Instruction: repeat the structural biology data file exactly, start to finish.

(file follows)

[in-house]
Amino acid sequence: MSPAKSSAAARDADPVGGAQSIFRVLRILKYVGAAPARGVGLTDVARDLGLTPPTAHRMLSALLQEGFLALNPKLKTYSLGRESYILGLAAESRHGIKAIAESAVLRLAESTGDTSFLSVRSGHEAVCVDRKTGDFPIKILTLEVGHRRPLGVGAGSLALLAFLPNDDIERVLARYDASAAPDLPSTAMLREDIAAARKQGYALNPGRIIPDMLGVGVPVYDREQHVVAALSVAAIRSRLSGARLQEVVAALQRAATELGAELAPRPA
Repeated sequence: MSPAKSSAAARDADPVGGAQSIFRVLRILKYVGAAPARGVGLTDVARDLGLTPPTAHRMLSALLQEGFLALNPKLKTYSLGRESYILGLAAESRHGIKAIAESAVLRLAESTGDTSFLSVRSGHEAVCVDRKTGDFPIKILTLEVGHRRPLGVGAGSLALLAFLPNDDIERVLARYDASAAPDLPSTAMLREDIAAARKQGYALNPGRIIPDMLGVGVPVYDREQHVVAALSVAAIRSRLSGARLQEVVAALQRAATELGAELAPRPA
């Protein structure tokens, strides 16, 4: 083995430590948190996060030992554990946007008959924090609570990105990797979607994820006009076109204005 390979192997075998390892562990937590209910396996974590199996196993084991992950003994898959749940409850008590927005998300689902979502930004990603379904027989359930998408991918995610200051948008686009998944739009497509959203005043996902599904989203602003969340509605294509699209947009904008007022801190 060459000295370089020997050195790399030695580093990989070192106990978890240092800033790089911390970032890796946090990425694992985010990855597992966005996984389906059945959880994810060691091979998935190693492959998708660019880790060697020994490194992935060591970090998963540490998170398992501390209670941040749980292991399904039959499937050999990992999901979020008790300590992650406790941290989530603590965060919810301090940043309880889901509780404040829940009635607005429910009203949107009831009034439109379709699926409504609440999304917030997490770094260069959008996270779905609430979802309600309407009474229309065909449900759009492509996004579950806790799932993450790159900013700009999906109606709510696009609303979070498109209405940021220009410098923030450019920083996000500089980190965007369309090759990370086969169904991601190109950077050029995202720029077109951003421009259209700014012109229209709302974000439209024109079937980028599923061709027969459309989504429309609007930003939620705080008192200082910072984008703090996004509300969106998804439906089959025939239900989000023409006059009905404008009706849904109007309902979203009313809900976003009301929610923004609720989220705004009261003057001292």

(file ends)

[in-house]
Amino acid sequence: MSPAKSSAAARDADPVGGAQSIFRVLRILKYVGAAPARGVGLTDVARDLGLTPPTAHRMLSALLQEGFLALNPKLKTYSLGRESYILGLAAESRHGIKAIAESAVLRLAESTGDTSFLSVRSGHEAVCVDRKTGDFPIKILTLEVGHRRPLGVGAGSLALLAFLPNDDIERVLARYDASAAPDLPSTAMLREDIAAARKQGYALNPGRIIPDMLGVGVPVYDREQHVVAALSVAAIRSRLSGARLQEVVAALQRAATELGAELAPRPA
Repeated sequence: MSPAKSSAAARDADPVGGAQSIFRVLRILKYVGAAPARGVGLTDVARDLGLTPPTAHRMLSALLQEGFLALNPKLKTYSLGRESYILGLAAESRHGIKAIAESAVLRLAESTGDTSFLSVRSGHEAVCVDRKTGDFPIKILTLEVGHRRPLGVGAGSLALLAFLPNDDIERVLARYDASAAPDLPSTAMLREDIAAARKQGYALNPGRIIPDMLGVGVPVYDREQHVVAALSVAAIRSRLSGARLQEVVAALQRAATELGAELAPRPA
């Protein structure tokens, strides 16, 4: 083995430590948190996060030992554990946007008959924090609570990105990797979607994820006009076109204005 390979192997075998390892562990937590209910396996974590199996196993084991992950003994898959749940409850008590927005998300689902979502930004990603379904027989359930998408991918995610200051948008686009998944739009497509959203005043996902599904989203602003969340509605294509699209947009904008007022801190 060459000295370089020997050195790399030695580093990989070192106990978890240092800033790089911390970032890796946090990425694992985010990855597992966005996984389906059945959880994810060691091979998935190693492959998708660019880790060697020994490194992935060591970090998963540490998170398992501390209670941040749980292991399904039959499937050999990992999901979020008790300590992650406790941290989530603590965060919810301090940043309880889901509780404040829940009635607005429910009203949107009831009034439109379709699926409504609440999304917030997490770094260069959008996270779905609430979802309600309407009474229309065909449900759009492509996004579950806790799932993450790159900013700009999906109606709510696009609303979070498109209405940021220009410098923030450019920083996000500089980190965007369309090759990370086969169904991601190109950077050029995202720029077109951003421009259209700014012109229209709302974000439209024109079937980028599923061709027969459309989504429309609007930003939620705080008192200082910072984008703090996004509300969106998804439906089959025939239900989000023409006059009905404008009706849904109007309902979203009313809900976003009301929610923004609720989220705004009261003057001292």